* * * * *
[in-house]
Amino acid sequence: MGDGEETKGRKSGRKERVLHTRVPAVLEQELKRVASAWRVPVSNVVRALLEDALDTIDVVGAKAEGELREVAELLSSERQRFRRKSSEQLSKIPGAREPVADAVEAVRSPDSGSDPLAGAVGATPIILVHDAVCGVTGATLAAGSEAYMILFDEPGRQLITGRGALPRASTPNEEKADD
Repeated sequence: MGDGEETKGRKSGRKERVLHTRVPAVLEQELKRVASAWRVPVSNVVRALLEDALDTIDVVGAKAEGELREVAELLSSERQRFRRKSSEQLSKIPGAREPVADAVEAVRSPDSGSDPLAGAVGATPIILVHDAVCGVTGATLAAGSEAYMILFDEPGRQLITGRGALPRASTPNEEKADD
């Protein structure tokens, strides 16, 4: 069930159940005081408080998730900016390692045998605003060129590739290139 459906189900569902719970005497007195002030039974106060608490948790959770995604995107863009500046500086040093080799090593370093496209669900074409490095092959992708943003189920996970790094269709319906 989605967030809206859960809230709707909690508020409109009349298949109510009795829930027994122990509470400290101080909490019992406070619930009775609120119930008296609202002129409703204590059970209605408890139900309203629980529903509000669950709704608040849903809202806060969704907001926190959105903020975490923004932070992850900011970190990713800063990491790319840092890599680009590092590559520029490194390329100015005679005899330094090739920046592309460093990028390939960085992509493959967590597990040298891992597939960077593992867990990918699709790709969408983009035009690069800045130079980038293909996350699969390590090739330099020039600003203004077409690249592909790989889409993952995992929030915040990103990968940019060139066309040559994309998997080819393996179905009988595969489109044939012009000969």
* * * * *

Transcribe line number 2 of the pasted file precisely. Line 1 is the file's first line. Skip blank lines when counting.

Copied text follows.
Amino acid sequence: MGDGEETKGRKSGRKERVLHTRVPAVLEQELKRVASAWRVPVSNVVRALLEDALDTIDVVGAKAEGELREVAELLSSERQRFRRKSSEQLSKIPGAREPVADAVEAVRSPDSGSDPLAGAVGATPIILVHDAVCGVTGATLAAGSEAYMILFDEPGRQLITGRGALPRASTPNEEKADD